Barnes began making the tenoning machine about 1878. Over the years, there were several slightly different versions until it was discontinued in the early 1900’s. It is estimated that just over 3000 of these were made.
To cut the actual tenon, you took the rack handle, which through a rack and pinion gear set then moved two cutters back and forth over the wood to shave off a little bit at the time. (See catalog cuts below for more details) Once the top and bottom were cut, you had to rotate the work piece 90 degrees and then cut the sides. This had to take time as you were basically using a hand plane to cut the tenon as compared to a saw and perhaps a chisel to clean it up.
Here is a close up shot showing the frame with the holes where the operator would insert the tip end of the hold down. Note the “tip end” as a part of the cast iron end. The hold down stick is laying on the table. You can also see the gold high lighting, the pin striping and the faded Barnes gray base color in this shot.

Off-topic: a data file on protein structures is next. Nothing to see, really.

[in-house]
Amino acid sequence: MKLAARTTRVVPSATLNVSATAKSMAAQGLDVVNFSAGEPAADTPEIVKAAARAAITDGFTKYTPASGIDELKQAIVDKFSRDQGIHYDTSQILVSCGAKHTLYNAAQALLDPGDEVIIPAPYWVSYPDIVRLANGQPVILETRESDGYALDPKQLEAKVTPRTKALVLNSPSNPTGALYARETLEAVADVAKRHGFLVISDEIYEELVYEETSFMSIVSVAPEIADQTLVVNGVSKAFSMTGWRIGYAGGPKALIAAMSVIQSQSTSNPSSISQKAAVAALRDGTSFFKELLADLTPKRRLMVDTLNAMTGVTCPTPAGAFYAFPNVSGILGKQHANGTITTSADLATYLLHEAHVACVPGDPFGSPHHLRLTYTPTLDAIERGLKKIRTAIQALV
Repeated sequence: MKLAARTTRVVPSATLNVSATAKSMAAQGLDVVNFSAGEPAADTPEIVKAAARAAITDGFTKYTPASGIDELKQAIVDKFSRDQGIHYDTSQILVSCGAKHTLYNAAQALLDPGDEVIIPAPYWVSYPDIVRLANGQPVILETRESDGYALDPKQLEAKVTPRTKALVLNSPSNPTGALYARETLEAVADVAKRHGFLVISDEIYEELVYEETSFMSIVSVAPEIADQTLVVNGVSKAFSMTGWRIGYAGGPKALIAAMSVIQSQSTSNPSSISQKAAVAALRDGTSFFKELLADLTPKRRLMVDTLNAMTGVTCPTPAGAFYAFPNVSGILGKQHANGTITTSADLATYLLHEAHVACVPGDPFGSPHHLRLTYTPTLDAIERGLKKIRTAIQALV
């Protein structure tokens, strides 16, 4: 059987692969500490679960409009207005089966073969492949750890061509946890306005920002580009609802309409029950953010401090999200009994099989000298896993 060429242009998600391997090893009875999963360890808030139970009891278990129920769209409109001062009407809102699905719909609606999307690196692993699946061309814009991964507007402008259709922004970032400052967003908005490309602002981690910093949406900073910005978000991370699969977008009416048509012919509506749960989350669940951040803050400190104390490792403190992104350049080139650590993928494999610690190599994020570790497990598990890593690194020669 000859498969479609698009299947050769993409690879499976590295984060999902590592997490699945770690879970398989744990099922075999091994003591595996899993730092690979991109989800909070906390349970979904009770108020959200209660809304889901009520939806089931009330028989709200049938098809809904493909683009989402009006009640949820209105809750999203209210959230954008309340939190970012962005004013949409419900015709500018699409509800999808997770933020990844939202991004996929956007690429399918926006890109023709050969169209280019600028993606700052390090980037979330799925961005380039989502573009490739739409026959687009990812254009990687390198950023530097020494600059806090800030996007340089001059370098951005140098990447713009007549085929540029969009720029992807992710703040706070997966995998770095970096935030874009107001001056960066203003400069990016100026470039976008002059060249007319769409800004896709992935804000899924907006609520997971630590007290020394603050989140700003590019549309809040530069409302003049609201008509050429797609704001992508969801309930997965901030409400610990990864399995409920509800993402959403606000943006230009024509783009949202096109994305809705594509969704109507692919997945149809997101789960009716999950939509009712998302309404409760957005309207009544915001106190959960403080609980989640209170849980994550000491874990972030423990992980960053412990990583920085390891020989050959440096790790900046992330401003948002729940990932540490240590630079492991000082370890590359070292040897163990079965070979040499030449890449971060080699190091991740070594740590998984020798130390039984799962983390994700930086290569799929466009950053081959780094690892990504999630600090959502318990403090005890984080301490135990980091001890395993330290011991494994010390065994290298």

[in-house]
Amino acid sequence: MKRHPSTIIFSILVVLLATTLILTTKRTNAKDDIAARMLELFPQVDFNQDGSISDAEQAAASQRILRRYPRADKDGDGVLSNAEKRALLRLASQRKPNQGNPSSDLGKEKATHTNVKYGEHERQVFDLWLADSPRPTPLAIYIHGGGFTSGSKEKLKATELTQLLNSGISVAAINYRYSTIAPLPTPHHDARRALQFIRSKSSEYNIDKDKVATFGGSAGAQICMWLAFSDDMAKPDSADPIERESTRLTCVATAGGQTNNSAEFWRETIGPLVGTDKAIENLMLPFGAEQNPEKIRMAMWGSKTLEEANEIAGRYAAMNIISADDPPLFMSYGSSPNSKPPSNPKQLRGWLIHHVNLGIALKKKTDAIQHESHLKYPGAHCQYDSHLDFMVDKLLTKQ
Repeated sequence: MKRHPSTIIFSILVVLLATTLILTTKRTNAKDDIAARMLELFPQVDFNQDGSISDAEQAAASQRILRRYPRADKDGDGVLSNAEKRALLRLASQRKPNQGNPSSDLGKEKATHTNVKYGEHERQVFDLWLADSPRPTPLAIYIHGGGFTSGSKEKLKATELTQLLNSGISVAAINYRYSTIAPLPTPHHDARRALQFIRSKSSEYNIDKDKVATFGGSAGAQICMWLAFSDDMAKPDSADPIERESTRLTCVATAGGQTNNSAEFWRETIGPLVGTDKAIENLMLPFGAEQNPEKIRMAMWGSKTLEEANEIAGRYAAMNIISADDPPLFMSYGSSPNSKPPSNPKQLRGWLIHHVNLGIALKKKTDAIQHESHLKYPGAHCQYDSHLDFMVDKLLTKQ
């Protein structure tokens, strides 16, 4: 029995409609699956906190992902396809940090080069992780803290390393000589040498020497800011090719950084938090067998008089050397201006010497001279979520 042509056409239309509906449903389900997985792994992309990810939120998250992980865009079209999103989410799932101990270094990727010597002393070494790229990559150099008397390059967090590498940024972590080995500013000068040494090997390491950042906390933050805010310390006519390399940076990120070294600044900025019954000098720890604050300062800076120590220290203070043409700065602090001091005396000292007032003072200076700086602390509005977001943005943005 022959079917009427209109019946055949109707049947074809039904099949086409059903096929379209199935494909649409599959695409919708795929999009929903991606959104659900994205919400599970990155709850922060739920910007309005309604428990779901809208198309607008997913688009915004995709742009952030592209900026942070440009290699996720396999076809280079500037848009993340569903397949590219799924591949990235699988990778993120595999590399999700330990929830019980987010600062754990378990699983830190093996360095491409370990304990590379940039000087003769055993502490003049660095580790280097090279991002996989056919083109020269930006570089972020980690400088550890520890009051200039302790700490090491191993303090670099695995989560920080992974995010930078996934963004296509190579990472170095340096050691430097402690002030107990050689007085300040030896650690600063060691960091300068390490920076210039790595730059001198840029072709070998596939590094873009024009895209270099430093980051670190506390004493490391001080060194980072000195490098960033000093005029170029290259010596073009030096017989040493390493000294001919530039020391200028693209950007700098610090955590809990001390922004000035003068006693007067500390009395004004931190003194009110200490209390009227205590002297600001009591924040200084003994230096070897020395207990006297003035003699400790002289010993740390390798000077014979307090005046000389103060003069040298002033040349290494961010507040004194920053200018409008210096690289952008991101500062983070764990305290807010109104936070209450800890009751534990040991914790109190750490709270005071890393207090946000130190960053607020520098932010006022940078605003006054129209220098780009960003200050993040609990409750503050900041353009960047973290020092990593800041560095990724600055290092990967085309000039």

The tenoning machine appears to have never been very popular. It worked by placing the piece of wood to have the tenon on a rather short table and holding it in place with sort of a “hold down stick”. To adjust to the thickness of the wood, the end of the hold down stick had to be placed in the proper hole on the frame. Compare this to cutting one with a handsaw.
This catalog page shows the later and last version of the tenoning machine from a 1901 catalog. By having the front two legs curving out, this gave the machine more stability. With the relatively small size and weight of the machine, this would appear to be very important.
From what we can tell, it does not appear that any other company made a hand operated tenoning machine. Perhaps Barnes felt they needed a tenoning machine to go along with their mortising machine but who knows!